On May 29, 1942, the Auditor of Public Accounts informed the Comptroller of the University that in accordance with the request of the Attorney General it would be necessary for him to withhold the warrants payable to Johnson and Hodges. Since that time it is alleged that the Auditor has refused to issue or deliver any salary warrants to either Johnson or Hodges, although requested to do so and although the Comptroller of the University has duly certified payroll vouchers for both, each month; that the Auditor has also withheld a warrant for $8.40 payable to Johnson for expenses, since August 13, 1942.

    The board met on May 16, 1942, and authorized the continued drawing of vouchers payable to Johnson and Hodges. At a meeting of the board held June 20, 1942, Johnson was appointed Professor of Law and University Counsel and Hodges was appointed Assistant University Counsel for the academic year 1942-43, at the same salaries which they had theretofore received. On August 18, 1942, a petition for mandamus against the university and the board was filed in the circuit court of Cook county, by one Earl Zarzove. The President of the University as agent for the board, directed Johnson to appear as counsel for the defendants and to prepare and file an answer in the cause. Johnson filed an answer in which he set up the justification for the action of the university in refusing to admit Zarzove. This answer was filed on August 24, 1942. On August 28, 1942, the Attorney General filed a motion to strike the answer filed by Johnson, on the grounds that *Page 330 the Attorney General and not Johnson, was the legal representative of the university and the board, and that Johnson's appearance and answer were unauthorized.

    On August 29, 1942, the board met and formally ratified the action of the president directing Johnson to appear as counsel for the university and board, in that cause. The board has never authorized the Attorney General to appear for them in said cause. The motion of the Attorney General in that case was filed after the return day of the summons. It is alleged that if Johnson had not filed an answer, the university would have been defaulted and convicted of racial prejudice, and would have lost its accredited standing, to the detriment of the people of the State of Illinois. It is not alleged that the Attorney General was ever notified by the university or the board of the pendency of said suit or the service of process on either of them.

    The sixth division of the petition deals with the practice of former Attorneys General. It alleges that such former Attorneys General recognized the position of University Counsel and its occupant as the proper representative of the university and the board. Copies of letters from three former Attorneys General, addressed to Johnson, are set out, in each of which his position as legal advisor to the university is alleged to have been recognized. The petition refers to numerous cases since the organization of the university in 1867, in which the Board has been represented by counsel other than the Attorney General. It is further alleged that since 1906, when the position of Legal Counsel was created, the salary for that position has appeared annually in the internal budget of the University and biennially in the report of the board to the Governor. It is alleged that such report is also distributed to members of the General Assembly and that the General Assembly bases its appropriations for the University upon such report. *Page 331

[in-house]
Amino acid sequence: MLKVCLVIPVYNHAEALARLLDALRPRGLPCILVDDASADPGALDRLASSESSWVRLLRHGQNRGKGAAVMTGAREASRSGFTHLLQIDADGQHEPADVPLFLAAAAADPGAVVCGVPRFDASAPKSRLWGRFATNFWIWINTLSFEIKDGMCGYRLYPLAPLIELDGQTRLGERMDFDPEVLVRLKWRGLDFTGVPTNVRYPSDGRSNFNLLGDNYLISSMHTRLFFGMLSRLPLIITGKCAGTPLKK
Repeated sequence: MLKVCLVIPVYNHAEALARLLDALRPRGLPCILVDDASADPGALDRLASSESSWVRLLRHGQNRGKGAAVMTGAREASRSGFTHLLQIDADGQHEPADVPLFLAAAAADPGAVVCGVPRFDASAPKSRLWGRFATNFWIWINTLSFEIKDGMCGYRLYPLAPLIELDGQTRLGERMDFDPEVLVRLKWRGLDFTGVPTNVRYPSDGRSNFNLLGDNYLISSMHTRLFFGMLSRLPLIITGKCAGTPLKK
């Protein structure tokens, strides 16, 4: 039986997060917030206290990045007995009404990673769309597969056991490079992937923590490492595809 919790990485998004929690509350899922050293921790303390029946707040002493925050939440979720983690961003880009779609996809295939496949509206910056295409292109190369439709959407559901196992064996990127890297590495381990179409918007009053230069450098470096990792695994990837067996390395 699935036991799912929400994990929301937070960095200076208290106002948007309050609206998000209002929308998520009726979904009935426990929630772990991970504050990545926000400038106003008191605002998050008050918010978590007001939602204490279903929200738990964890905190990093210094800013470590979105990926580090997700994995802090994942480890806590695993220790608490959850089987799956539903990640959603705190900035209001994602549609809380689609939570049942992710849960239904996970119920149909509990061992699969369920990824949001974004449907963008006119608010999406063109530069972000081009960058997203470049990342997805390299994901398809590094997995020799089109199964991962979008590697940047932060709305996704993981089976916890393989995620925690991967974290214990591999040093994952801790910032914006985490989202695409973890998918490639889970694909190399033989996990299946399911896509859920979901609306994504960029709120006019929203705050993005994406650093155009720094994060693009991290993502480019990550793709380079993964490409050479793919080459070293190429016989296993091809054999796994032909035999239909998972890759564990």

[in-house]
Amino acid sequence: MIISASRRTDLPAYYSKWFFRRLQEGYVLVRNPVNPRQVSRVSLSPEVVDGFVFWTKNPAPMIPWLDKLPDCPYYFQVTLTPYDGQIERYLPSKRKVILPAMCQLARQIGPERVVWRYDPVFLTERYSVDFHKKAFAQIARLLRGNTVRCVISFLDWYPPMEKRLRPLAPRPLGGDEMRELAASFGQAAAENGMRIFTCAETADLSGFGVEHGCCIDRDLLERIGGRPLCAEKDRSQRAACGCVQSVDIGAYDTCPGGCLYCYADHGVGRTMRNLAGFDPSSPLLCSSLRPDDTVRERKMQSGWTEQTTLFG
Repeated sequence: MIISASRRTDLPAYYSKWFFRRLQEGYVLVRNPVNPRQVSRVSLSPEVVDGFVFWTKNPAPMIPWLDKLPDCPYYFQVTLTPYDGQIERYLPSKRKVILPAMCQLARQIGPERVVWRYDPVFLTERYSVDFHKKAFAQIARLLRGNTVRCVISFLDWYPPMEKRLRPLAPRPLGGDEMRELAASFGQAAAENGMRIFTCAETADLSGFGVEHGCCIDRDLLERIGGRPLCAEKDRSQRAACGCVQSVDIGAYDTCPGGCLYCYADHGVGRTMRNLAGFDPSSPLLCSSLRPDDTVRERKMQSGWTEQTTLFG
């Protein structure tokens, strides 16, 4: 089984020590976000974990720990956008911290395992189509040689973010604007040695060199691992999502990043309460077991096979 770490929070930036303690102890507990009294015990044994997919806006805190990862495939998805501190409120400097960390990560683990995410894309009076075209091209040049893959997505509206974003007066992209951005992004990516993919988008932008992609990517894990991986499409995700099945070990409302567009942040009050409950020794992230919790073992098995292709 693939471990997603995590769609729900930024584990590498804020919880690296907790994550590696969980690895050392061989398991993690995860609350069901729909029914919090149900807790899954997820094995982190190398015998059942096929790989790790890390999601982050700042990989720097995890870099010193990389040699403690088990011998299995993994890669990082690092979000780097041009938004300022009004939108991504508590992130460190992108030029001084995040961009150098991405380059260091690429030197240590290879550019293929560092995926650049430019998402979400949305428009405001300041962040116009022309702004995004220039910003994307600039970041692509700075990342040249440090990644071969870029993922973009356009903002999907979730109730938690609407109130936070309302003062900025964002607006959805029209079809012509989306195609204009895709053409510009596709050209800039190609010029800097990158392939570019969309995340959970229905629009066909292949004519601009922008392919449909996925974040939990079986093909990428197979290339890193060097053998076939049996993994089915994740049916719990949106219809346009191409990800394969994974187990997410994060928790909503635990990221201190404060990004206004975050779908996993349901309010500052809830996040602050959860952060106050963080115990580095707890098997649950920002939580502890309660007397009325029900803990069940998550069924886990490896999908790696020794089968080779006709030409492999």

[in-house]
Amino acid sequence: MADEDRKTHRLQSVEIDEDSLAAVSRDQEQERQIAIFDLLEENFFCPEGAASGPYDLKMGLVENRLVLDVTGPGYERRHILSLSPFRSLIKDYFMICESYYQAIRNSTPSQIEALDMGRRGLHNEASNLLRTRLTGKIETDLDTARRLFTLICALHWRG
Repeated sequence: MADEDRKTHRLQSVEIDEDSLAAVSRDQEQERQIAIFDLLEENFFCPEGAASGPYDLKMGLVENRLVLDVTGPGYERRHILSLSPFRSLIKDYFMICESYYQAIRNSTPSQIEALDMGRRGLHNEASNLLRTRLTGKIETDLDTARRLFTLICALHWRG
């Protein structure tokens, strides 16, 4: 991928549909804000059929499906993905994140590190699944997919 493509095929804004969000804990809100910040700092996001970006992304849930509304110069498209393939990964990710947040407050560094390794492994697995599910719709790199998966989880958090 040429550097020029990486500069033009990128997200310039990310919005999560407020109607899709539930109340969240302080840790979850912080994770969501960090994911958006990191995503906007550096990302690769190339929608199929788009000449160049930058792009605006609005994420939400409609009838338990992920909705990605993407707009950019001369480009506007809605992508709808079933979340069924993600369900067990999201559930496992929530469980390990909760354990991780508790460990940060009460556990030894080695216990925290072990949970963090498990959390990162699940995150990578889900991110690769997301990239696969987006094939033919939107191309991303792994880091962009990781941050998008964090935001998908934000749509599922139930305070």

The seventh and final division of the petition alleges that the attempt of the Attorney General and the Auditor of Public Accounts to remove Hodges and Johnson from the staff of the university against the will of the board is an infringement of the rights of the board, menaces its independence as a public corporation, and operates to deny to relators due process of law. It alleges that the conduct of the Attorney General and Auditor is in violation of sections 1 and 2 of article II of the constitution of the State of Illinois, and of the fourteenth amendment to the constitution of the United States.

    The petition is replete with statements with reference to the practice in other departments of the university, with comparative averments as to the division of time between two or more departments or activities of the same employee in other departments or branches of the professorial staff, executives, assistants, administrative agents and employees. In many respects the petition is redundant with conclusions and argumentative statements which, in no sense, constitute the averment of facts admitted by the answer when treated as a demurrer or motion to dismiss. We have above set out all the material facts well pleaded and upon which facts the issues of law are framed.

    The prayer for relief is that a writ of mandamus issue directing the Attorney General to rescind his order to the Auditor of Public Accounts advising him that no warrants may be lawfully issued in payment of compensation to Johnson and Hodges, and like orders to the President and Board of Trustees of the University; that the Attorney General be directed to withdraw and dismiss his "Motion to Strike Purported Appearance and Answer" in the Zarzove case; and that the Auditor of Public Accounts be ordered to issue warrants in favor of petitioners for their salaries accrued at the time the petition was filed. There is also a prayer for general relief. *Page 332